Why?  It helpfully potrays the difficulties of psychologial illness and coming to terms with medication in a sensitive way.  It is a unique treasure.

This book was part of the Last Call book display in the teen section during November and December. Thanks to everyone who participated!


Book Review: In the Shadow of the Lamp

In the Shadow of the Lamp by Susanne Dunlap
Review by Arig
(This book will be published on April 12, 2011)

SUMMARY:  Molly Fraser is a young girl living in London in 1854. She had worked at a wealthy family’s house as a servant. One day her ‘friend’ does something inexplicably horrible and gets Molly fired. Now Molly is left without a job to help with the family income. While walking home she overhears that a certain Miss Nightingale needs 100 nurses to tend to soldiers in Turkey. After Molly gets denied to be a a part of the group, she makes a plan on how to get in. She turns to her best friend Will for some money and a temporary place to stay.

Molly goes to stay at Will’s sister’s house for a couple nights. She helps the pregnant lady go through labor and brings out the baby. At last Molly is allowed to go be a nurse with the rest of the nurses that have already had practice. Molly makes friends with Emma (who has a big secret) and thus begins her journey. The travel to Turkey was tiring and hectic. She sees lots of gore and injured people. One day Molly gets a letter from Will saying that he’s become a soldier so he could get closer to her.

Molly is excited and can’t wait but then she meets Dr. Maclean. He makes her heart flutter and sparks fly. Then one day he kisses her and then Will comes to see her. He drops the bomb on her and she doesn’t answer the way he wants her to answer. Problems arise and Molly travels with Emma on a secret mission. More problems occur and hearts are broken then mended again. Read the book to find out what happens. Travel the journeys with Molly and be swept away with a story that will bring you love, fear, sadness, sorrow, and adventure. It’s got everything!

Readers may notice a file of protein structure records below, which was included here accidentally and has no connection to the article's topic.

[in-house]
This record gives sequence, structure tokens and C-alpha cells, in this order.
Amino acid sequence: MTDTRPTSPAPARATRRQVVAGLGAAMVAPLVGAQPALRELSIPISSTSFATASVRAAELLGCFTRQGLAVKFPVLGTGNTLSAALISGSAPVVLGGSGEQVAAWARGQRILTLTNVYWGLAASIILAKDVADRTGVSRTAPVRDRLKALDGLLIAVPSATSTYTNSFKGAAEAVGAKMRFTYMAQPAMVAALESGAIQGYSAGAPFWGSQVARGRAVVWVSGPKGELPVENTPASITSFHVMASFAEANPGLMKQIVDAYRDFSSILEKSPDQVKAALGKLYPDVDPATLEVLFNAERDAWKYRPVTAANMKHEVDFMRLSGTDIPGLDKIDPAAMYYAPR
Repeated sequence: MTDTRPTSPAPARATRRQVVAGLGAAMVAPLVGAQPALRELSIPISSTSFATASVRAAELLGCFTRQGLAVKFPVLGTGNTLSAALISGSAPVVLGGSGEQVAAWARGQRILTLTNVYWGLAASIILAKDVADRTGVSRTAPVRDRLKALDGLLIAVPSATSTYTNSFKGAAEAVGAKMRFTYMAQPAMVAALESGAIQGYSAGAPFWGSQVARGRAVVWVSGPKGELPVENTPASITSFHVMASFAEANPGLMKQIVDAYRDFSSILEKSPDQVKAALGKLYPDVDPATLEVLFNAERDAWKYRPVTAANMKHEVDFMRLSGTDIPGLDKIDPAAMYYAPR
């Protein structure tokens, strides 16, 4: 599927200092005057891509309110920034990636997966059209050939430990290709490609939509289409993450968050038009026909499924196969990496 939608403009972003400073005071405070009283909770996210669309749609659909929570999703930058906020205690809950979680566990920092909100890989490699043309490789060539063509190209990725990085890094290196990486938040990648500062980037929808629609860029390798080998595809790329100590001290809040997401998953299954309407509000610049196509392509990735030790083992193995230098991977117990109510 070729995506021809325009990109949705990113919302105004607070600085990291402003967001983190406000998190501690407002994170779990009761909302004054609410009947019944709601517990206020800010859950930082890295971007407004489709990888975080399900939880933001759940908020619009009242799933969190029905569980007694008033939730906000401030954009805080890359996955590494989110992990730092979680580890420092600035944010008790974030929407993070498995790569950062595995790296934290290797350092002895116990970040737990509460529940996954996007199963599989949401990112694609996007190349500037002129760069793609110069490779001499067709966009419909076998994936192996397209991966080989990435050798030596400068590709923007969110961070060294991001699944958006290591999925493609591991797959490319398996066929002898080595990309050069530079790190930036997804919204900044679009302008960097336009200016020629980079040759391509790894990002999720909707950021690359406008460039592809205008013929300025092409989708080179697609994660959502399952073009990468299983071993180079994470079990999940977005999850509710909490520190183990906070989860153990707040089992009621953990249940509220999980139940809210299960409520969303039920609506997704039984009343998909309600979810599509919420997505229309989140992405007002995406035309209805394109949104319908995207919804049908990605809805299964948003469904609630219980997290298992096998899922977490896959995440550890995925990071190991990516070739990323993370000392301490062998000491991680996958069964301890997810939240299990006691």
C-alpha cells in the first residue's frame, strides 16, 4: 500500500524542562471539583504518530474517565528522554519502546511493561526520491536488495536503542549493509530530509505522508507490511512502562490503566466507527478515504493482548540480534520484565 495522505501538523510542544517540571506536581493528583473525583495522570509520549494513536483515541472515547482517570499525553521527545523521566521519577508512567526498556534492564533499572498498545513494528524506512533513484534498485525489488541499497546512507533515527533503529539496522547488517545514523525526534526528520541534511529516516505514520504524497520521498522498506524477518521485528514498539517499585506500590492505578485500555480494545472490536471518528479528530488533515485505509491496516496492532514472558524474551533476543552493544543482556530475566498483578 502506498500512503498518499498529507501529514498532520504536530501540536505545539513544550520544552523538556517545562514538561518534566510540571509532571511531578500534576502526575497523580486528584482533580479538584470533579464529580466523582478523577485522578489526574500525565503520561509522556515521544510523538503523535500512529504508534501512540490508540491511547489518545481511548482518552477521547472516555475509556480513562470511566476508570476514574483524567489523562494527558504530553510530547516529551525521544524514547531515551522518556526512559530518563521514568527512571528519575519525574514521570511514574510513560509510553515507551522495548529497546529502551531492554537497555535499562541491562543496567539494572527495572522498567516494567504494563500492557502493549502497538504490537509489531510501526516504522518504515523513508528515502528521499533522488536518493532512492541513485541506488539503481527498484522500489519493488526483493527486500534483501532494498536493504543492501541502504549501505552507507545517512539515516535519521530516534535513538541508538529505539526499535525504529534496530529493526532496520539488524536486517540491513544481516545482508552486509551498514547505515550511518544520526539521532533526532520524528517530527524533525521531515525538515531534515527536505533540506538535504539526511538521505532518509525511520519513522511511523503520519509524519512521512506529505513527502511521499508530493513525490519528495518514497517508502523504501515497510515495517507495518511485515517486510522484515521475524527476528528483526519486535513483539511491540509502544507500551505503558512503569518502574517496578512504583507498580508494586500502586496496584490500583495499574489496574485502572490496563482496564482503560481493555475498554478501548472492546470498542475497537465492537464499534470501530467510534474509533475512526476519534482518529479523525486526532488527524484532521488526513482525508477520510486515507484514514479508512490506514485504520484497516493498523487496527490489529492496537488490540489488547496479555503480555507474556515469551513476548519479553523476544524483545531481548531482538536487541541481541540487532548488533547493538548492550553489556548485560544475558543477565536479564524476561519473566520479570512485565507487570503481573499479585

OPINION:  Don’t judge a book by its cover. That’s the most thing I have to emphasize about this book. I (acknowledging that I was wrong) had pushed this book aside for awhile because I feared it would be boring. I am a type of person who hates boring books or books that make no sense. But this was totally the opposite.  Although I didn’t think I’d like the book I loved it! I mean it will blow your mind away. It’s got most of the things I was looking for. On a scale from one to ten I’d give it a 9.8. That’s how good I thought it was. My siblings stole it from me to read it too. I was very glad I came across this book and I was glad it ended the way it was. Kudos to author Susanne Dunlap in writing this book. It is freakishly awesome!


Recommendation: A Boy at War

A Boy at War:  A Novel of Pearl Harbor by Harry Mazer
(Click here to find a library copy.)

Recommendation by Pamela
Should we keep it?  YES
Why?  It's riveting, helps you experience what the Pearl Harbor bombing was like.  it deals thoughtfully with issues of race and how fear inflames prejudices.

This book was part of the Last Call book display in the teen section during November and December. Thanks to everyone who participated!


Check These Out

Look for the newest of the new next time you're at the library: